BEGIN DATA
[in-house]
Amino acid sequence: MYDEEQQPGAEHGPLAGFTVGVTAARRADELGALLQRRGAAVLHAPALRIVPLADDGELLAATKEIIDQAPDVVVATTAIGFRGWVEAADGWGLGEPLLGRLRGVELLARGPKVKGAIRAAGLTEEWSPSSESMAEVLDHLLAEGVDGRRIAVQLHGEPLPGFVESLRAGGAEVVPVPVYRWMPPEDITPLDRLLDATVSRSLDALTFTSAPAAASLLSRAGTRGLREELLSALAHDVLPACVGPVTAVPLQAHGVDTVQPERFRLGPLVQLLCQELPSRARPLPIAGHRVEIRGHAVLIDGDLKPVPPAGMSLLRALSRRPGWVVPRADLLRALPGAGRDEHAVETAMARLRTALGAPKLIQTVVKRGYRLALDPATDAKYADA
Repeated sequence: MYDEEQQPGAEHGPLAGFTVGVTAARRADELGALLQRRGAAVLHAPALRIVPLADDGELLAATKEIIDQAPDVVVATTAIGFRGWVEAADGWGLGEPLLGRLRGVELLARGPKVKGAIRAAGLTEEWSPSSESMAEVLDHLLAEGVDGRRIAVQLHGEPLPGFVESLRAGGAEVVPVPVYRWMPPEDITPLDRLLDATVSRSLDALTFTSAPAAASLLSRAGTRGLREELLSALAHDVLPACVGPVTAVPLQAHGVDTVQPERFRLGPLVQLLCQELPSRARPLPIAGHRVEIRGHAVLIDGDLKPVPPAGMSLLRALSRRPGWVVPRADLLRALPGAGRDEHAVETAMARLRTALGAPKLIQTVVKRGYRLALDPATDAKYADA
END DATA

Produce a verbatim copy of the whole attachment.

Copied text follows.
[in-house]
Amino acid sequence: MYDEEQQPGAEHGPLAGFTVGVTAARRADELGALLQRRGAAVLHAPALRIVPLADDGELLAATKEIIDQAPDVVVATTAIGFRGWVEAADGWGLGEPLLGRLRGVELLARGPKVKGAIRAAGLTEEWSPSSESMAEVLDHLLAEGVDGRRIAVQLHGEPLPGFVESLRAGGAEVVPVPVYRWMPPEDITPLDRLLDATVSRSLDALTFTSAPAAASLLSRAGTRGLREELLSALAHDVLPACVGPVTAVPLQAHGVDTVQPERFRLGPLVQLLCQELPSRARPLPIAGHRVEIRGHAVLIDGDLKPVPPAGMSLLRALSRRPGWVVPRADLLRALPGAGRDEHAVETAMARLRTALGAPKLIQTVVKRGYRLALDPATDAKYADA
Repeated sequence: MYDEEQQPGAEHGPLAGFTVGVTAARRADELGALLQRRGAAVLHAPALRIVPLADDGELLAATKEIIDQAPDVVVATTAIGFRGWVEAADGWGLGEPLLGRLRGVELLARGPKVKGAIRAAGLTEEWSPSSESMAEVLDHLLAEGVDGRRIAVQLHGEPLPGFVESLRAGGAEVVPVPVYRWMPPEDITPLDRLLDATVSRSLDALTFTSAPAAASLLSRAGTRGLREELLSALAHDVLPACVGPVTAVPLQAHGVDTVQPERFRLGPLVQLLCQELPSRARPLPIAGHRVEIRGHAVLIDGDLKPVPPAGMSLLRALSRRPGWVVPRADLLRALPGAGRDEHAVETAMARLRTALGAPKLIQTVVKRGYRLALDPATDAKYADA